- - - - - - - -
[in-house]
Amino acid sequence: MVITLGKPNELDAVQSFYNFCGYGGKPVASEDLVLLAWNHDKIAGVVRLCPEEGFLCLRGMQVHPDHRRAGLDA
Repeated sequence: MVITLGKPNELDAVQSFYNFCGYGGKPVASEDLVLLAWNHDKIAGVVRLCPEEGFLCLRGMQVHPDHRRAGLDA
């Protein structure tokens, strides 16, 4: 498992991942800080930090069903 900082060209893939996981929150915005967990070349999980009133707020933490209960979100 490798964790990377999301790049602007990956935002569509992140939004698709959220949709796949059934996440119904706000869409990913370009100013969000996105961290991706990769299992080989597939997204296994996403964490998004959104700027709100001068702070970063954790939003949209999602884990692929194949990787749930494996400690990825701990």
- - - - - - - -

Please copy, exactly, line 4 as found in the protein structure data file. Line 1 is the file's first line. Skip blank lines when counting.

């Protein structure tokens, strides 16, 4: 498992991942800080930090069903 900082060209893939996981929150915005967990070349999980009133707020933490209960979100 490798964790990377999301790049602007990956935002569509992140939004698709959220949709796949059934996440119904706000869409990913370009100013969000996105961290991706990769299992080989597939997204296994996403964490998004959104700027709100001068702070970063954790939003949209999602884990692929194949990787749930494996400690990825701990």